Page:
The trucks rolled in and the men from the Freed Spirits Motorcycle Club piled out: Bam-Bam (aka my son Dave), Sandman, Stick, Hambone, Bird, Pinto, Hang-Around Jason, and Ashleigh (Stick's young daughter). Those guys give great hugs; no handshakes for them! Clay drove up just a bit later and the crew was complete. Comments were made about the farm being so far out in the hinterlands that they'd need a passport to get back into Sacramento, and then they got to work like a swarm of ants. Bam-Bam was the head honcho for the team and had them running like a well-oiled machine. Before lunch the biggest and most obvious trash had been loaded in the trucks and a burn pile fired up. When not working, the guys were downstairs going through the Boys-and-Their-Toys Store, finding and buying treasures and bemoaning lack of room at home for tools they drooled over but couldn't take. The day was cold but mostly sunny, so the hot lunch went over well. In the afternoon, I went out to help sort stuff in the barn. Stored papers that hadn't been shredded by mice went out to be burned, scrap metal (like a propeller - what the heck did we need with a propeller?!) was set aside for the ironmonger, and shelves were emptied. Wahoo! A lot of the guys had left earlier, but those remaining and I stood by the burn pile and talked while it hailed. And hailed. Bessie Anne, who was in her glory with all the men around and wanted to be with them, looked so pitiful with ice piling up on her head that we headed back to the house. More talk and lots of laughing. The house seemed so empty when they left.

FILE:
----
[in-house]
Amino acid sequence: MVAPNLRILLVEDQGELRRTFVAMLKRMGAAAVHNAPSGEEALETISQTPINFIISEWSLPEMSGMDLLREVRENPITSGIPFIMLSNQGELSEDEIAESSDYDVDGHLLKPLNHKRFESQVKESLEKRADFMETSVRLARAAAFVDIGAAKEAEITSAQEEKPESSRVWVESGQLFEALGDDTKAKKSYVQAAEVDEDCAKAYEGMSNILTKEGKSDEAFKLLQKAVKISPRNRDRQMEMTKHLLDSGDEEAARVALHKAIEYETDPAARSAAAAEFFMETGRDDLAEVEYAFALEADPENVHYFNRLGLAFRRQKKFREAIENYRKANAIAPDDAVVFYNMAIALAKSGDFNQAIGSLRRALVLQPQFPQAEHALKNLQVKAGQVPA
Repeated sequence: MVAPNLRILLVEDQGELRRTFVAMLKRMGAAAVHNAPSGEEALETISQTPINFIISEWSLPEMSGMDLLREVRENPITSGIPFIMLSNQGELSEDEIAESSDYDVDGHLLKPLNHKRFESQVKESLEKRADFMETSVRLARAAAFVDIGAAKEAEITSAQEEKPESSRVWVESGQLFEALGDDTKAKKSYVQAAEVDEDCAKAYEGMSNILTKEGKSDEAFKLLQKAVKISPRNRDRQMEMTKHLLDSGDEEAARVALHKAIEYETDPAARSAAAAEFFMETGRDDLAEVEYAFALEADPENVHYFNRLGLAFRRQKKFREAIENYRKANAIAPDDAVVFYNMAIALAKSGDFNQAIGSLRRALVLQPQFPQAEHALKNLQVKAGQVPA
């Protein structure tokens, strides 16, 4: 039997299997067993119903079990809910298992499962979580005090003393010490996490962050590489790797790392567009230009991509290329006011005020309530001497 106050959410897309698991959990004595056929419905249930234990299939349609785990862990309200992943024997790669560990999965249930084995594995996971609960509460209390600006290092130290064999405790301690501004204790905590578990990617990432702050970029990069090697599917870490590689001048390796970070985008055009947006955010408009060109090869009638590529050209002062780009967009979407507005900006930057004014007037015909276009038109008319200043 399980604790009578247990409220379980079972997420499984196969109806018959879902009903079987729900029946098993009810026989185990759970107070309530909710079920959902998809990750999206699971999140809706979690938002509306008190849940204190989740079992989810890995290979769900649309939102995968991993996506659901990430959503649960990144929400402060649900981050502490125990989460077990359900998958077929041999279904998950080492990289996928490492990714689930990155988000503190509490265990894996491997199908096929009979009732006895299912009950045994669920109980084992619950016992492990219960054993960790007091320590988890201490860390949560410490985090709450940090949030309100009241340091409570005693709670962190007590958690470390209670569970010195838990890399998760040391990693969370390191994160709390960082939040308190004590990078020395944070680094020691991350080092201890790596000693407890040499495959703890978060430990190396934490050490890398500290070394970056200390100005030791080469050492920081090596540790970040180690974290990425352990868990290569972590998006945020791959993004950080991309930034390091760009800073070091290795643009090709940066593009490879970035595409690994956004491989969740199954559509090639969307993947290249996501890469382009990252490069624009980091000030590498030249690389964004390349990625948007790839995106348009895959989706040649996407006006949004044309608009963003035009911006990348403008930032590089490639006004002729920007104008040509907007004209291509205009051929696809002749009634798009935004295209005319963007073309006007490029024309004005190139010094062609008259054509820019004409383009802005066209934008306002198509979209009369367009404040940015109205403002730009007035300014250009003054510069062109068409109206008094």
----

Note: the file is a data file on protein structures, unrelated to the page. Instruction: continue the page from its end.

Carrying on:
Dave has always referred to the Freed Spirits club members as "brothers." I can understand why. As I thanked the guys for their help, each of them told me, "That's what we do for family, and you're family." Clay (my fifth son) and Pinto (Dave's housemate) assured me they'd be back for Thanksgiving. Another day to look forward to. I wish Deb and Craig had been here, too; they were missed.
Bessie Anne's swimming pool is frozen solid this morning, and there is heavy, heavy frost on the ground. Twenty-six degrees will do that. My heart is warm.